Androgen signaling is extremely important in the life and death of the prostate gland and is believed to play an important role (s) in prostate cancer. Hormonal therapy, the most common treatment strategy for the treatment of metastatic prostate cancer works by inhibiting androgen signaling. Accumulating evidence suggests that alterations of androgen signaling in prostate cancer may involve structural or functional alterations of the critical genes at numerous points in the pathway. Some of the known examples are illustrated below:
Some of the changes in AR signaling may increase the risk of prostate
cancer whereas others may contribute to the progression of prostate cancer.
Thus, a high throughput assay able to register various alterations of
the androgen signaling pathways is needed to evaluate the role of AR signaling
in prostate cancer onset and/or progression. Following the expression
profile of the downstream targets of the AR may reflect various changes
in the androgen signaling pathways. AR being a transcription factor, the
choice of monitoring the expressional profile of the androgen regulated
genes as a read out of AR functions in prostate tissue represents a logical
and viable approach to define the status of AR signaling in vivo. This
approach also takes into account the possible role of multiple genes affecting
the hormonal pathway, a biologic scenario recently proposed in the genetic
predisposition of prostate cancer.
A unique and novel collection of 500 plus androgen regulated genes (ARGs) form a pool of 25,000 transcripts including known genes, Expressed Sequence Tags (ESTs), and potentially novel genes identified by Serial Analysis of Gene Expression (SAGE) in hormone responsive LNCaP prostate cancer cells. About 10% of the ARGs represent known ARGs and the rest is new information (Xu et al. International Journal of Cancer: 92, 322-328, 2001). The ASRA contains cDNA corresponding to the ARGs identified by SAGE studies and genes known to regulate androgen signaling e.g., genes involved in androgen biosynthesis or metabolism, co-activators or co-repressors of AR and other steroid receptors. Additionally, the ASRA contains genes that exhibit prostate cancer associated alterations. All together the ASRA 1.0 contains about 750 cDNA representing known genes, and ESTs. A patent is pending on ASRA claiming priority to January 2000. Additional ARGs identified in a recent publication (Segawa et al., Oncogene, 21, 8749-8758, 2002) will be added to the next generation of ASRA.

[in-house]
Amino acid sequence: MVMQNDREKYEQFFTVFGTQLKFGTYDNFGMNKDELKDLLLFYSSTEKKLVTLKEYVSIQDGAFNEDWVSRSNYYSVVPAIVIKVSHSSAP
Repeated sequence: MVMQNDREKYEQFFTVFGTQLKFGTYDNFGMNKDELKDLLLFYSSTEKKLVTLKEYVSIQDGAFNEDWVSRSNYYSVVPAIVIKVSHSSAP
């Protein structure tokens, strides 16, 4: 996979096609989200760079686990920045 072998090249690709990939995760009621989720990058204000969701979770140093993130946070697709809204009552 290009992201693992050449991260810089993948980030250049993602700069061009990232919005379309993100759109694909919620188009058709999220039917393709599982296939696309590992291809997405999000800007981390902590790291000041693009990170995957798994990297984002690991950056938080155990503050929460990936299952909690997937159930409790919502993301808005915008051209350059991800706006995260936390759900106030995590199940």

The goal of this new array and its future versions will be to serve as a read-out for androgen signaling status in prostate cancer cells and possibly in other scenarios with some modifications. ASRA 1.0 already has a sufficient number of the known androgen regulated genes to serve as built in internal positive controls.
A short list of possible applications of the ASRA is outlined below:
Included in the array is a newly discovered, novel, prostate abundant,
and androgen regulated gene designated PMEPA1 (Xu et al, Genomics, 66,
257-263, 2000; Xu et al, Cancer Research, 2003) that has been identified
and characterized. PMEPA1 is an androgen regulated gene that exhibits
abundant expression in prostate tissue. The sequence and fragments of
the gene are potentially useful for detecting, diagnosing, preventing,
and treating prostate cancer and other prostate related diseases. PMEPA1
gene has quite intriguing and attractive attributes in the context of
prostate cancer. For example, PMEPA1 may have functions in direct regulation
of the AR and appears to have tumor cell growth inhibitory functions.
Moreover, PMEPA1 may be up regulated by chromosome 8, the most frequent
site of chromosomal deletions in prostate cancer. A patent on PMEPA1 has
been issued (U.S. Patent 6,566,130). Additional patent applications have
been filed on the function and use of PMEPA1 in the treatment of prostate
Similarly, there is further potential to discover other novel hormonally regulated genes from our SAGE and Affymetrix defined ARG database. Our SAGE ARG database has also defined the quantitative profile of almost all of the known potentially new prostate specific genes. This analysis is helping in prioritization of genes for evaluating their utility as biomarkers or therapeutic targets.